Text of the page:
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Woman of the Century/Mrs. Angelina Virginia Winkler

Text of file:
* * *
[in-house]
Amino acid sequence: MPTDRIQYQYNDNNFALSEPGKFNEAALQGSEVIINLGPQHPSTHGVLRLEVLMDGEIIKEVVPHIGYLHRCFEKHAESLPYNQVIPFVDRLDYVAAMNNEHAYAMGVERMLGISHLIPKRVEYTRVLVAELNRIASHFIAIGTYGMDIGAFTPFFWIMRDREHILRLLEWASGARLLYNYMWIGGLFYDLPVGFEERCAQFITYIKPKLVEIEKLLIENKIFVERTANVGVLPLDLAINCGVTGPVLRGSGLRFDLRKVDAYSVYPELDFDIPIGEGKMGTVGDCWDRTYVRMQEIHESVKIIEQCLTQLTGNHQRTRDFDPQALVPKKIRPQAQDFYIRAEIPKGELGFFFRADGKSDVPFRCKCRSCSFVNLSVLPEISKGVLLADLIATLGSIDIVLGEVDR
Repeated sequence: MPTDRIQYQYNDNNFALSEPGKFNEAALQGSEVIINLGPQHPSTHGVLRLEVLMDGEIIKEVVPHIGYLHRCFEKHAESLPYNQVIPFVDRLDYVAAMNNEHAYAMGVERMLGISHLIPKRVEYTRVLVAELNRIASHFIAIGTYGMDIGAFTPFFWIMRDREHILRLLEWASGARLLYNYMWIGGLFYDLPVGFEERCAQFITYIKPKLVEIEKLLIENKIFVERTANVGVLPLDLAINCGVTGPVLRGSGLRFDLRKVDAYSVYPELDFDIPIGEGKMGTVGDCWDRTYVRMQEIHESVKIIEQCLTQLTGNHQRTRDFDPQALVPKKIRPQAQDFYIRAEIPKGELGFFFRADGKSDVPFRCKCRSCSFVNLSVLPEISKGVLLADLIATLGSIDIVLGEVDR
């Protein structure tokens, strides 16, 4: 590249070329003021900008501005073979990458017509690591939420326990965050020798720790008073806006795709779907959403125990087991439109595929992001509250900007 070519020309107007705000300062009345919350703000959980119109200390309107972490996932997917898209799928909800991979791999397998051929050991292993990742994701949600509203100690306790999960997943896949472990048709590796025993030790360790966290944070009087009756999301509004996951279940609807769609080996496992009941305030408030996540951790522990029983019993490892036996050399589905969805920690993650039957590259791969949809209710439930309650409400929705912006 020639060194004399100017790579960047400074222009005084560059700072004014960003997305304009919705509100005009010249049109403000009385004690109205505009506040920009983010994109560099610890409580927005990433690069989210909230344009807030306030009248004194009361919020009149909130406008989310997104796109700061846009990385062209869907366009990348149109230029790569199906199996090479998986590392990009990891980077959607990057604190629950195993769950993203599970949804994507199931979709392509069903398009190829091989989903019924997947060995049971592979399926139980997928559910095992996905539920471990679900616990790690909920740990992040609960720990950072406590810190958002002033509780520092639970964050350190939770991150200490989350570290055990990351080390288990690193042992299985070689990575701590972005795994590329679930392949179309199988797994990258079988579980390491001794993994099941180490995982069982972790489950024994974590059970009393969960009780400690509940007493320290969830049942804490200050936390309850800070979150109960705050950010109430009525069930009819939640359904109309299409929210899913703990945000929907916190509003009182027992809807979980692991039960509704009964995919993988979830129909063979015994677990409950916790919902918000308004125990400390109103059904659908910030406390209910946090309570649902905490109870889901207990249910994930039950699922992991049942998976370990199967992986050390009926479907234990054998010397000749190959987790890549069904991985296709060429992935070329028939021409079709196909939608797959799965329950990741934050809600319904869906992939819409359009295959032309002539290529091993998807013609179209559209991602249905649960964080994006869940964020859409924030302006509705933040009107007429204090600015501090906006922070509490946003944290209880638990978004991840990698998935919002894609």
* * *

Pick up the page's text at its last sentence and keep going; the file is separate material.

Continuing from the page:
WINKLER, Mrs. Angelina Virginia, journalist, born in Richmond, Va., and June, 1842. Her father. John Walton, and her mother, Elizabeth Tate Smith, were both of English descent, her father, a direct heir of Lady Mary Hamilton, of Manchester, England. Her mother was the owner of a valuable slave property, inherited from the Tates, of Virginia. At the time of Angelina's birth, her father was a merchant of Richmond, where he spent fifty years of his life, and reared and educated a family. She was educated in the Richmond Female Institute. Her early home life was of the ANGELINA VIRGINIA WINKLER A woman of the century (page 800 crop).jpgANGELINA VIRGINIA WINKLER. domestic order. When the war-cloud broke upon the South, she devoted herself to the care of the sick, the wounded and the dying soldiers in the hospitals. During those terrible years she lost her father, mother, a brother and other near relatives. The war swept away her estate, and the parental home was left a ruin, carrying with it valuable papers proving her right to a large estate in England. In June, 1864, she became the wife of Lieutenant-Colonel Winkler, of the 4th Texas regiment, who shared the fortunes and misfortunes of Hood's famous Texas brigade. Mr. Winkler, at the opening of the war, was a prominent lawyer of Corsicana, Texas. After the surrender of Appomattox, Mrs. Winkler, with her husband, went to Corsicana, where they established a new home, and a family grew up around them. Mr. Winkler was absent most of the time, being a member of the State Legislature and a factor in the politics of the State, until called to serve as judge in the Court of Appeals, where, after six years of valuable service to his State, he died. Mrs. Winkler, before her husband's death, had contributed some popular articles to the "Southern Illustrated News" and "Magnolia," published in Richmond, Va., and newspapers and magazines in Texas and other Southern States. She then undertook the publication of a literary magazine, "Texas Prairie Flower," which she managed for three years. She was a member of the Texas Press Association. She was appointed honorary commissioner for her State to the World's Exhibition in New Orleans, and organized associations for work in the woman's department of Texas. Her chief work has been the preparation of a historical work, entitled " The Confederate Capital, and Hood's Texas Brigade." She is now associate editor and business manager of the " Round Table," a monthly magazine published in Texas.